Andrew: Like this.
Eric: But again, these really varies across the board. My key takeaway here is I really encourage everyone to test it.
Andrew: But this is what you found that works well. A really polished video, here’s Ryan Carson, CEO and founder of Treehouse, past Mixergy interviewee and course leader. It’s him on a white background, really crisp, very much like Apple, the simplicity of it. That’s what you’re aiming for. Why shouldn’t we, especially for just trying something new, just do a cheapo ad? Get our iPhones out, record a video of ourselves explaining what the thing is and run it?
Eric: Yeah. So, what we’ve seen in the past, we’ve tried the cheapo ads. We tried to go cheap. It’s just the engagement, what we’ve seen in terms of engagement numbers, is way lower than something that’s high quality. And, when you watch TV, I never, personally for me, I don’t remember the cheapo ads, right? You want to come across as having something that’s high quality and you want to make sure your company’s high value.
But, having said that, if you’re trying to run some type of, I don’t know, if you’re trying to run some type of affiliate deal, or it’s like a very simple weight-loss type of thing, maybe you don’t need something super high quality. So, again, it’s the, answer is cliche, but you want to make sure you test. But the numbers that we’ve seen is that quality tends to win all the time.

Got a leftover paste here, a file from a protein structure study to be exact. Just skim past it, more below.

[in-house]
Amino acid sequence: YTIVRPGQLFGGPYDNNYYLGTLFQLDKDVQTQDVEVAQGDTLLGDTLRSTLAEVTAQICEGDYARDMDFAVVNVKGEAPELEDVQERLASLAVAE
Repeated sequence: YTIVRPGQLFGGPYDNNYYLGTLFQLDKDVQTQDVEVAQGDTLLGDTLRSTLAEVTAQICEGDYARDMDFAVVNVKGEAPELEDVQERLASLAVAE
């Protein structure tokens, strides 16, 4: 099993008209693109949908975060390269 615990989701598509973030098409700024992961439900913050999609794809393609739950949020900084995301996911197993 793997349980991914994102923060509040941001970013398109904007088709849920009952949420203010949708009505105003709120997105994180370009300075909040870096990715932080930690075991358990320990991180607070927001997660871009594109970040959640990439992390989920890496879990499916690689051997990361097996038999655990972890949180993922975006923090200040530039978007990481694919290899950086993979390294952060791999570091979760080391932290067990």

Andrew: Let’s take a look at that, by the way. This is something that you’re… it’s not disconnected from you. I’ll hit mute. People can watch it, I’ll link to them. This is what it looks like. You used to work for Treehouse, right?
Eric: I used to work for Treehouse. This video is a great example.
Andrew: Is this an ad? It’s a minute twenty-one. It’s…
Andrew: That’s the length of an ad that you guys used to create.
Eric: Yep, this was before we started finding out the goodness of the 30 seconds, skippable videos. And I wish I had a better example for those. But unfortunately I don’t have it off the top of my head right now.
Andrew: So, it would look like this, it would be 30 seconds, and it would allow people to skip, and the key moment where we want them to get to is what? How far in?
Eric: Yeah. So, in this case we’re actually going a minute twenty seconds, right? But in an ideal situation in the newer videos you want them to take an action at 25 seconds, because the video, you’re going to get charged at the 30 second mark. That’s not to say don’t make 60 second to 90 second videos. Those work as well. But one thing you’ll want to test is another type of ad creative is taking action at 25 seconds and just anything before 30 seconds, if that makes sense.
Andrew: Okay. We can put, we can put that link on, and people can click it, and take that action, come to our site, buy, etcetera.
Eric: Yeah. Just, you get this offer now, click on this, and then they’ll just click on the ad, and then, boom.
Andrew: Okay. By the way, what is that over your shoulder? That black thing.
Eric: This black thing is my trusted microphone.
Andrew: Got it.
Eric: You can see it here. Yeah.
Andrew: Oh, I see it. I can kind of make it out a little bit. It’s, that is the Blue Yeti on a boom arm, and you’ve got a pop filter in front of it.
Eric: That’s correct.
Andrew: Wow, great mic. I didn’t know that it can sound that good from a distance. I thought it was one you needed to get really close to.
Eric: That’s what I thought too. But it’s gotten better and better, I think.
Andrew: Yeah. I like that you’ve got it close to you, so that we can really pick up your audio. All right, on to the big board again. The next big one is, include a call to action at 20 seconds. You just talked about it. Is this an example of the kind of call to action that you want us to have? Can we make it look like that?